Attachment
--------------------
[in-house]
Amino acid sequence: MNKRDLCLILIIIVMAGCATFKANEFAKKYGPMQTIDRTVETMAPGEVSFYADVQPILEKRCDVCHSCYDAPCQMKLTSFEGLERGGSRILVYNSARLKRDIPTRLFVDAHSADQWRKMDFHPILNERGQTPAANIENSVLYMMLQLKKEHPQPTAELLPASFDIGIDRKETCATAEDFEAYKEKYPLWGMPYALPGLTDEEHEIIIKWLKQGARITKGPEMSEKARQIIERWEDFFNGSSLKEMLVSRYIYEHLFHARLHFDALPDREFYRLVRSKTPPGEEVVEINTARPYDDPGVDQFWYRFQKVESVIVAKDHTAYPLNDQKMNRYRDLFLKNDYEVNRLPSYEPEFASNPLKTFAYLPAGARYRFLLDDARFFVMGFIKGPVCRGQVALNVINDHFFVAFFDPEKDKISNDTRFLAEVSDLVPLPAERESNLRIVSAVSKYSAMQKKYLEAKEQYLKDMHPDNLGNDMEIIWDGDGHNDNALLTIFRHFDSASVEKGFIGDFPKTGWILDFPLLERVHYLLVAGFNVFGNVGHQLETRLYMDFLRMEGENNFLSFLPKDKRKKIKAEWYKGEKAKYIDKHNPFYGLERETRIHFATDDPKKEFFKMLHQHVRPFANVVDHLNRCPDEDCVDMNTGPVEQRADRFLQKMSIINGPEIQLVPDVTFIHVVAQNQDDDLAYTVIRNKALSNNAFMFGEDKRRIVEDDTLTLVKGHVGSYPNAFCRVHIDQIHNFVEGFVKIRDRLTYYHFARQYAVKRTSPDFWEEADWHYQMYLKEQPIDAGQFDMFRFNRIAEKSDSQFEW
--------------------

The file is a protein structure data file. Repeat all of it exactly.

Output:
[in-house]
Amino acid sequence: MNKRDLCLILIIIVMAGCATFKANEFAKKYGPMQTIDRTVETMAPGEVSFYADVQPILEKRCDVCHSCYDAPCQMKLTSFEGLERGGSRILVYNSARLKRDIPTRLFVDAHSADQWRKMDFHPILNERGQTPAANIENSVLYMMLQLKKEHPQPTAELLPASFDIGIDRKETCATAEDFEAYKEKYPLWGMPYALPGLTDEEHEIIIKWLKQGARITKGPEMSEKARQIIERWEDFFNGSSLKEMLVSRYIYEHLFHARLHFDALPDREFYRLVRSKTPPGEEVVEINTARPYDDPGVDQFWYRFQKVESVIVAKDHTAYPLNDQKMNRYRDLFLKNDYEVNRLPSYEPEFASNPLKTFAYLPAGARYRFLLDDARFFVMGFIKGPVCRGQVALNVINDHFFVAFFDPEKDKISNDTRFLAEVSDLVPLPAERESNLRIVSAVSKYSAMQKKYLEAKEQYLKDMHPDNLGNDMEIIWDGDGHNDNALLTIFRHFDSASVEKGFIGDFPKTGWILDFPLLERVHYLLVAGFNVFGNVGHQLETRLYMDFLRMEGENNFLSFLPKDKRKKIKAEWYKGEKAKYIDKHNPFYGLERETRIHFATDDPKKEFFKMLHQHVRPFANVVDHLNRCPDEDCVDMNTGPVEQRADRFLQKMSIINGPEIQLVPDVTFIHVVAQNQDDDLAYTVIRNKALSNNAFMFGEDKRRIVEDDTLTLVKGHVGSYPNAFCRVHIDQIHNFVEGFVKIRDRLTYYHFARQYAVKRTSPDFWEEADWHYQMYLKEQPIDAGQFDMFRFNRIAEKSDSQFEW